AI dares Aquino administration on human rights
MANILA, Philippines–Amnesty International has challenged the Aquino administration to go beyond lip service and make its commitment to human rights real by stamping out torture, enforced disappearances and killings.
With only 18 months left before President Aquino ends his term, the group urged the President to make human rights the centerpiece of his legacy.
Hazel Galang-Folli, the group’s campaigner for Southeast Asia, said on Tuesday the government must undertake a “concerted effort” to wipe out human rights abuses and end the culture of impunity.
“This must start with effective prevention and where it fails, thorough and effective investigations, robust prosecutions and a streamlined independent complaints mechanism to ensure no one is above the law,” Folli said.
The rights group noted that Aquino had made several pronouncements even before he was elected President promising to uphold human rights.
In a speech in 2010 during the anniversary of the Universal Declaration on Human Rights, the President referred to his assassinated father, Sen. Benigno Aquino Jr., as a human rights victim as well.
“While these speeches spoke of commitment to human rights and to ending the abuse of power under the Aquino administration, these statements risk becoming mere lip service and empty promises,” Folli said.
Amnesty International pointed out that not one perpetrator of enforced disappearances, extrajudicial executions, or torture had been punished.
In a report card on Aquino’s performance on human rights, the international group noted some progress regarding legislation, such as the enactment of Republic Act No. 10353, or the Anti-Enforced or Involuntary Disappearance Act.
But in other aspects, the group said Aquino got dismal ratings of “stagnant,” “little change,” “failed,” or “regressed.”
These were on such issues as ending political killings, unlawful arrests, secret detention, enforced disappearances, and torture; issuing an executive order about commitment to stop enforced disappearances; establishing accountability over the military, police and other state forces to ensure witness protection.
Other failures included revoking Executive Order No. 546 directing the police to support the military in its counterinsurgency work; ensuring that the police and military incorporate human rights and international standards as integral components of training; ensuring that the police and military implement human rights-based policies on rules of engagement.
‘Zero tolerance policy’
The administration also failed in providing sufficient resources and mandate to the human rights offices of the military and the police for the conduct of investigations; establishing resources for a specialized program for witness protection and sanctuary for families of victims of rights violations; committing to a realistic timeline in resolving serious cases of rights violations; and making human rights a priority in government bodies.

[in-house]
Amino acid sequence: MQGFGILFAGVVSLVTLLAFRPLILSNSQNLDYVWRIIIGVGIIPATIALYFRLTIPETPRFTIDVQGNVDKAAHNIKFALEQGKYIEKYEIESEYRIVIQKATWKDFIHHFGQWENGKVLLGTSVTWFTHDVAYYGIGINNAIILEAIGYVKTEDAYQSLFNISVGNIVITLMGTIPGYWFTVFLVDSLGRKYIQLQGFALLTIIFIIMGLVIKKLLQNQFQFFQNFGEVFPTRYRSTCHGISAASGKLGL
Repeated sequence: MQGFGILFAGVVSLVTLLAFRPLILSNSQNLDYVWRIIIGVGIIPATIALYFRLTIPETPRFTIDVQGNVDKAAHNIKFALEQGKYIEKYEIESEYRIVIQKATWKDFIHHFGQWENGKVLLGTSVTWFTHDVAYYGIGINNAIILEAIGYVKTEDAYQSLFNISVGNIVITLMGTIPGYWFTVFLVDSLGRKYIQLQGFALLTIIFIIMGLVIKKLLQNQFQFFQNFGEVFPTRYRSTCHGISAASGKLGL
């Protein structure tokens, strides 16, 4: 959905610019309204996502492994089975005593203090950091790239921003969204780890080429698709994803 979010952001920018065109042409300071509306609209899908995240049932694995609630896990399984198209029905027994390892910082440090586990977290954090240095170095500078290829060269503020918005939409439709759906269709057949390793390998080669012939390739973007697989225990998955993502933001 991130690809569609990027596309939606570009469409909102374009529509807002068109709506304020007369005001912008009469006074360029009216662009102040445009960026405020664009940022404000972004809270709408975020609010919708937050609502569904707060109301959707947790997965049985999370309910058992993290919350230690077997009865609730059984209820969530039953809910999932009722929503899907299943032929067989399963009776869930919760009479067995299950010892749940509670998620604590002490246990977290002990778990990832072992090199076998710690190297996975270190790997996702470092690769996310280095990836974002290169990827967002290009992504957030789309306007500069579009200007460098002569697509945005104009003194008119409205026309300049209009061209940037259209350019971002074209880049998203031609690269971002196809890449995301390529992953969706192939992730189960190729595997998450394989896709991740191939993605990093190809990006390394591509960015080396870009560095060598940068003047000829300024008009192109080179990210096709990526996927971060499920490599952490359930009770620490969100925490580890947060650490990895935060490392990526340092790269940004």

Folli stressed that from a zero conviction rate for human rights violations, the government must move to a zero tolerance policy for torture and other human rights violations.
Karapatan, a local human rights group, called Aquino’s statements on human rights “farcical,” noting that he used human rights issues while campaigning for the presidency but failed to deliver justice for the victims four years into his office.
“He used human rights issues during his presidential campaign … to look different from the Arroyo administration, but after four years in office, political killings continue and justice has yet to be rendered to the victims and their families,” said Cristina Palabay, Karapatan secretary general.
The militant group slammed the military’s counterinsurgency campaign, dubbed Oplan Bayanihan, as instrumental in the attacks on communities, illegal arrests and killings of activists in the name of “peace and development and respect for human rights.”
In urban areas where demolitions and protest actions are common, police brutality is passed off as “maintenance of peace and order,” Palabay said.
Like Amnesty International, Karapatan noted that no perpetrators had been made accountable for violations of human rights.
Palabay added that some military officials allegedly involved in human rights violations were even promoted.
“There is absolutely no reason why Filipinos should be thankful to the Aquino administration regarding human rights concerns,” Palabay said.
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